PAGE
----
How should we live our Kingdom story as ‘true’
in an age of conflicting Empires?

20110531111214_00023Ever since Constantine’s ‘vision’ of the Chi-Rho–‘conquer by this sign‘–on the eve of his victorious battle at Milvian Bridge, 312 AD, Christians have understandably confused the cross of their crucified Saviour with the Labrum of the ascendant Emperor. It’s far too easy in our politically charged contemporary existence to hitch powerful agendas to the way of Jesus … a way that challenged exclusive mono-cultural identities, and worship of money and violence. We need to tease apart the competing stories and imaginaries of Kingdom and Empire.

This challenge is not, however, new. The Apostle Paul dealt with it head on as he wrote to the mixed community in Colossae, a Roman outpost. He offered wisdom to re-narrate their identity and action as an alternative community under the humble reign of the slain lamb. In turn, this posed a challenge to the superficial ‘peace’ offered by power brokers (Pax Romana).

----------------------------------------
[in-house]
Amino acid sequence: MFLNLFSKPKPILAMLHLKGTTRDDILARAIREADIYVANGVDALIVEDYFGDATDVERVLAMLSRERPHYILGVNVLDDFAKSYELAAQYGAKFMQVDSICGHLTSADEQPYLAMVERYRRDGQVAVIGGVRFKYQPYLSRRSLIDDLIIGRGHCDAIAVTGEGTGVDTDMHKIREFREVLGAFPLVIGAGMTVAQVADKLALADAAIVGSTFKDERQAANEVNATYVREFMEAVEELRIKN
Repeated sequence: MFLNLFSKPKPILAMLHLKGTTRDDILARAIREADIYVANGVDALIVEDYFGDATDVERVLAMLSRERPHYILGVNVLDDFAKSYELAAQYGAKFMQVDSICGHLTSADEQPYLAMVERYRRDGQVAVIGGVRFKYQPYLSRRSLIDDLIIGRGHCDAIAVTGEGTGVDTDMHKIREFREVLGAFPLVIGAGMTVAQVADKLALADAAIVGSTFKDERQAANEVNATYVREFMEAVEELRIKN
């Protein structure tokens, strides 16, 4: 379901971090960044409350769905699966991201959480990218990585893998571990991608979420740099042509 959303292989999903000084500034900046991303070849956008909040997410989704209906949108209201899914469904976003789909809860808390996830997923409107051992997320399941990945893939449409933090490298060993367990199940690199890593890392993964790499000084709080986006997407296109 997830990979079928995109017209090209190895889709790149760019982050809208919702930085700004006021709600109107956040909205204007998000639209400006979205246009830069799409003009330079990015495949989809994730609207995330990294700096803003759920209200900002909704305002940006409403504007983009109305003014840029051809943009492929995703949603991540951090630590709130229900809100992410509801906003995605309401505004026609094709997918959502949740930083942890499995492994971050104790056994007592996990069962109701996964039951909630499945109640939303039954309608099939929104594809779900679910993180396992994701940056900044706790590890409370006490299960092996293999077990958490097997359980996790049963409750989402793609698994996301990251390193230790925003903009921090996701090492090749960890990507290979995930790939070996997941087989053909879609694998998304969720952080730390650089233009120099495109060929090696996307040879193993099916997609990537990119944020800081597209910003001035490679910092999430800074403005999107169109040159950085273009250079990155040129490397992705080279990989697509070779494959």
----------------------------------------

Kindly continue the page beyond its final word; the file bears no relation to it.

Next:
Yay for Paul.

Still, what might this look like today, in the post-Christendom western context?

Colossians Remixed CoverEnter Brian Walsh and Sylvia Keesmaat with their provocative commentary, Colossians Remixed. They fuse indepth theological and cultural analysis, creative dialogue, and bold Targums that interpret Colossians and translate this ancient text into our contemporary political and economic context.

Over 8 sessions we will dialogue with these authors, learning to pray for the Empire, and live faithfully and subversively as an alternative kingdom culture in the midst of competing stories and conflicting powers.

Check out the calendar below for key dates, and pdf links to carry you through until you get your own copy of the book.